Battery life is not great. When I am actively working on the machine in OLED laptop mode, I drain close to 15-18% per hour. This is not extremely heavy use like video editing or rendering graphics, but just typing words in Chrome, with Slack and Spotify open in the background. To give a real-life example: I started this writing session with 77% battery and about 90 minutes of writing later, the battery sits at 49%.

As expected, the E Ink screen doesn't seem to eat much power because even when the laptop is sleeping, the E Ink screen continues to display a graphic. Even leaving it overnight, I did not notice any meaningful battery drain. When I used the device with just the E Ink screen, the battery drained only 1% in 40 minutes. I did not use the E Ink screen longer than 40 minutes, however, because, as I wrote earlier, there really isn't that much you can do on it other than read text.

Should you buy the Lenovo ThinkBook Plus Gen 4?

Lenovo Thinkbook Plus Gen 4

You should buy the Lenovo ThinkBook Plus Gen 4 if:

  • You want a versatile machine that can be a Windows laptop, tablet, and e-reader
  • You want a laptop with a customizable lid that can make a statement
  • You have around $3,000 to spend

You should not buy the Lenovo ThinkBook Plus Gen 4 if:

  • You want a good value laptop
  • You don't have use for an E Ink screen
  • You have a heavier workload that requires graphics work

I personally really like the Lenovo ThinkBook Plus Gen 4. I am currently on a work trip, and I chose to bring it with me even though I could have just wrapped the review before I left. As mentioned earlier, I love just looking at the laptop sometimes, particularly when it's in closed form. In my younger, more pretentious days, I would have enjoyed "making a statement" with my lid graphic of choice, too.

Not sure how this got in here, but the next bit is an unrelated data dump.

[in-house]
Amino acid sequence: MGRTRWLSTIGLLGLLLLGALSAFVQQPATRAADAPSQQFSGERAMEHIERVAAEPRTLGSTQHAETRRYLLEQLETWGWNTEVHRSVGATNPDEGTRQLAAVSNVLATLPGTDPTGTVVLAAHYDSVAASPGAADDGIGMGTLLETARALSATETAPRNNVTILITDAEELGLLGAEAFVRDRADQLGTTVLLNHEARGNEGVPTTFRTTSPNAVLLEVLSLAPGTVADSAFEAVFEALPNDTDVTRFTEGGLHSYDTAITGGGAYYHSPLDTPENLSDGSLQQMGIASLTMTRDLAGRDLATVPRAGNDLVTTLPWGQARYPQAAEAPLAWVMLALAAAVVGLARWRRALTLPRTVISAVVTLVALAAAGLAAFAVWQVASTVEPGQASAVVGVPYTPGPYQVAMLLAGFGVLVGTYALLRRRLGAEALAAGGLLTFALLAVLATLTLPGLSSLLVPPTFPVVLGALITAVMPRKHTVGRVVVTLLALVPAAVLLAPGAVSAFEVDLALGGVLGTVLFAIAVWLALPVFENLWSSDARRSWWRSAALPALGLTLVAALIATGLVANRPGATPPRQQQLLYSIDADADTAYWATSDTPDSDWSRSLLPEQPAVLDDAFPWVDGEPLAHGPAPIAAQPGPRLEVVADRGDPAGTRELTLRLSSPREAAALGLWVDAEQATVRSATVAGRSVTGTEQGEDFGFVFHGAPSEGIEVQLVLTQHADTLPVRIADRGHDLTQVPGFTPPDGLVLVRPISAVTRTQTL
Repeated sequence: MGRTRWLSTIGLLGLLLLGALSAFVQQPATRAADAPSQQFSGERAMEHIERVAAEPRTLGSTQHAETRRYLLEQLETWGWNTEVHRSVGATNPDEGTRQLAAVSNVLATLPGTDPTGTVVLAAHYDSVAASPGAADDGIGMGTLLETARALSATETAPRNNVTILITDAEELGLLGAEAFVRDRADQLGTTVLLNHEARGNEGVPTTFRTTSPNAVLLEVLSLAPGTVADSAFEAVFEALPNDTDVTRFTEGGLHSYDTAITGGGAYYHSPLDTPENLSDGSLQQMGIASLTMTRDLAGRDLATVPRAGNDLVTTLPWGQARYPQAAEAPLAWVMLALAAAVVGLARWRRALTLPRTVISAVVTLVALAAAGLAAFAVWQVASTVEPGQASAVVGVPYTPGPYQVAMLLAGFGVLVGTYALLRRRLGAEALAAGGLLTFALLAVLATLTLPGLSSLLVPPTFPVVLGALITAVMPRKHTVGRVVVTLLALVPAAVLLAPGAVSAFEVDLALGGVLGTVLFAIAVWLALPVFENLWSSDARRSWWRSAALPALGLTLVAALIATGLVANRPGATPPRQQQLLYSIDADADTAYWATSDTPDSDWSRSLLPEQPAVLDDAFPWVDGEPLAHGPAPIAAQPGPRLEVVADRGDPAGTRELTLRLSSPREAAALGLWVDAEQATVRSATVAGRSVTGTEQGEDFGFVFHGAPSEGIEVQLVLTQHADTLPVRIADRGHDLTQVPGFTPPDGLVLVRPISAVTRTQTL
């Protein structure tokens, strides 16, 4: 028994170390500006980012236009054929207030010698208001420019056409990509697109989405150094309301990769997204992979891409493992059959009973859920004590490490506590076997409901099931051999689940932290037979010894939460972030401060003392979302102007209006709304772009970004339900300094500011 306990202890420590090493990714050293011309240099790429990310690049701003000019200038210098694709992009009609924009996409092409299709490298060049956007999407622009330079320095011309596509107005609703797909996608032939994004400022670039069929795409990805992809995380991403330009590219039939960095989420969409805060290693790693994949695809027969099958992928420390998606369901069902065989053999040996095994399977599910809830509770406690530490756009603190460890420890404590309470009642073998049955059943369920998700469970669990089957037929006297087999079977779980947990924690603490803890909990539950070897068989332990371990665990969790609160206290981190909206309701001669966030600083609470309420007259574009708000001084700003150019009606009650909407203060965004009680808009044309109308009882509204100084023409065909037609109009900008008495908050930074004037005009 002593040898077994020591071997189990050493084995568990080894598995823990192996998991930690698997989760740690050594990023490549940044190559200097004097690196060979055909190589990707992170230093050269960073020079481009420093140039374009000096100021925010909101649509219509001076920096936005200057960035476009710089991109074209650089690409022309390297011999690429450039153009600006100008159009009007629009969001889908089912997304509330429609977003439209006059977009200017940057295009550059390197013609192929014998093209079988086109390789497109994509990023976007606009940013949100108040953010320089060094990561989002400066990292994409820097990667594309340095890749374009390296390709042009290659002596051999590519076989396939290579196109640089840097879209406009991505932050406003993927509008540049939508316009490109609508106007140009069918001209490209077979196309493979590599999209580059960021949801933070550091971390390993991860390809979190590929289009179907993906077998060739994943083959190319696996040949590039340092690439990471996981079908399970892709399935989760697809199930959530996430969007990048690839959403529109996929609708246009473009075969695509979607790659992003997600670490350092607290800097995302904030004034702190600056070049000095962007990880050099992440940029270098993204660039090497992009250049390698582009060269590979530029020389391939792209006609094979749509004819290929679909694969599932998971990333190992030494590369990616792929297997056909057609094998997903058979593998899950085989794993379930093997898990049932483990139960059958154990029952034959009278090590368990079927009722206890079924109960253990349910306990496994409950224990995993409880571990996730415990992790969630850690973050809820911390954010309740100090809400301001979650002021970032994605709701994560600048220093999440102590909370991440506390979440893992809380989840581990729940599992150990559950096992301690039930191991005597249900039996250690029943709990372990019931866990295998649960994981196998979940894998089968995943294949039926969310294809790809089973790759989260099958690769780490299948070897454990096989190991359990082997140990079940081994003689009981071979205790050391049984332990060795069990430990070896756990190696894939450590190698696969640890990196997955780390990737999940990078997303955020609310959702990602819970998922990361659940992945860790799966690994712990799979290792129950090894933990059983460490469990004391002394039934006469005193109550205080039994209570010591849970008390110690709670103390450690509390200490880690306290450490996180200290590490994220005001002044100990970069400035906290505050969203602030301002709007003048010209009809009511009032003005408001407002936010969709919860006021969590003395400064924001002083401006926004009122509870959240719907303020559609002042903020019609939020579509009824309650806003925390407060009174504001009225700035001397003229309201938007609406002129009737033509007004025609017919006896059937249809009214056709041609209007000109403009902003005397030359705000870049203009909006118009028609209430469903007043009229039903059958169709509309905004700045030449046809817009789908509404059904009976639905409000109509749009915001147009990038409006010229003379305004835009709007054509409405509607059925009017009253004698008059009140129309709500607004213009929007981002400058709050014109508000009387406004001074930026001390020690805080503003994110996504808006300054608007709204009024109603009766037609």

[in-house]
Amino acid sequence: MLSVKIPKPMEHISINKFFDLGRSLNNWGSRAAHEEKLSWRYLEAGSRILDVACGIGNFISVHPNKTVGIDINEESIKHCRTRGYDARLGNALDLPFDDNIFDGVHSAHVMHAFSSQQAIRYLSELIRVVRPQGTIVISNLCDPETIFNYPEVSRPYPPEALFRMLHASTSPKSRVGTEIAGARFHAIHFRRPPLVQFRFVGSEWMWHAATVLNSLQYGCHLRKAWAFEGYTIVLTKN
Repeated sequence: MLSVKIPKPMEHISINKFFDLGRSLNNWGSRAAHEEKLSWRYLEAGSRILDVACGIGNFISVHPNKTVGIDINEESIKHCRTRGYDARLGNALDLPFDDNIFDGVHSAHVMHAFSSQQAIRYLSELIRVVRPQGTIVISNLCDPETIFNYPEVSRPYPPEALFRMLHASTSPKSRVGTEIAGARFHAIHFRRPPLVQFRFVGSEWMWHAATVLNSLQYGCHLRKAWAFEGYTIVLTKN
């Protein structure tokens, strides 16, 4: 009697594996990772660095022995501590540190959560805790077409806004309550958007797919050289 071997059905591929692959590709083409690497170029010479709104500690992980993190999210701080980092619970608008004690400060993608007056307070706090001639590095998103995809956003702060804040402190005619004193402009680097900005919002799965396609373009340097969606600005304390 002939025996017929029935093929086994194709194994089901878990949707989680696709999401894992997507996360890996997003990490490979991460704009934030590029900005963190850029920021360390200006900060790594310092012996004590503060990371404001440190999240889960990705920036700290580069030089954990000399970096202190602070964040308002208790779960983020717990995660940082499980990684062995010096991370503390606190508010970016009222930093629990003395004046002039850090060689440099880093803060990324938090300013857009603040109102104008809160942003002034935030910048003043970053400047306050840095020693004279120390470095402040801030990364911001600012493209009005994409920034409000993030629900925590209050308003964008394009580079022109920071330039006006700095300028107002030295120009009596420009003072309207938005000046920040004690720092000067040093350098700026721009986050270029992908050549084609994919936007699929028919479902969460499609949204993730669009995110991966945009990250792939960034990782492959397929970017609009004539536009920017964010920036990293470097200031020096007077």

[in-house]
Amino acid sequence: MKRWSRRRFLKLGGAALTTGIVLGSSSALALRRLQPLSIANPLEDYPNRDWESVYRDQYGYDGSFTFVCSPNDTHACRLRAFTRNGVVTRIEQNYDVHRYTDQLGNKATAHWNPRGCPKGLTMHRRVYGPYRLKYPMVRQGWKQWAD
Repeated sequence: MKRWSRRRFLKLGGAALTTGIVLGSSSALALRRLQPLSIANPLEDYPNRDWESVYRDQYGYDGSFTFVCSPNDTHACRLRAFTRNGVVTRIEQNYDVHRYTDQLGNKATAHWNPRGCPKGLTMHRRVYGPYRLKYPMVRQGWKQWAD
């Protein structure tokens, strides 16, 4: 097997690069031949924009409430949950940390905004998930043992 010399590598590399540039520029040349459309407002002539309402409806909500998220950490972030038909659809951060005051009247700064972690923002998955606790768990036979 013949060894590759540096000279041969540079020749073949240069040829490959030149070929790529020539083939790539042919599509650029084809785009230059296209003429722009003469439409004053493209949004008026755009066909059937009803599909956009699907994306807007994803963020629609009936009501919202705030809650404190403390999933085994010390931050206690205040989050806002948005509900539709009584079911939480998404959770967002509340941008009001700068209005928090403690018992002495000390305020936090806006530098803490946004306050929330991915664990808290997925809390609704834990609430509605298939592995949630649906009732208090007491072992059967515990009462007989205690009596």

But at $3,000, the price is just too high for most people. And unless your eyes frequently feel stressed looking at conventional screens, I'm not sure the addition of the E Ink screen moves the needle much. If I were to use this as my long-term work laptop, I could see myself spinning that E Ink screen over maybe once or twice a month. And Windows on a tablet is still so bad I'd rather not. This means the ThinkBook Plus Gen 4 is still ultimately just a normal Windows laptop to me, and at its price point, it's tough to recommend to the masses.

lenovo thinkbook plus gen 4
Lenovo ThinkBook Plus Gen 4
Editor's choice

A laptop that stands out from the crowd

7 / 10

Lenovo's ThinkBook Plus Gen 4 is a dual-screen laptop with a 13.3-inch OLED screen and a 12-inch color E Ink display placed on opposite sides on a swiveling hinge. Despite the complicated design, the laptop is very well constructed and surprisingly sleek when closed. It also packs enough power for office work and light creativity work. However, it's quite pricey.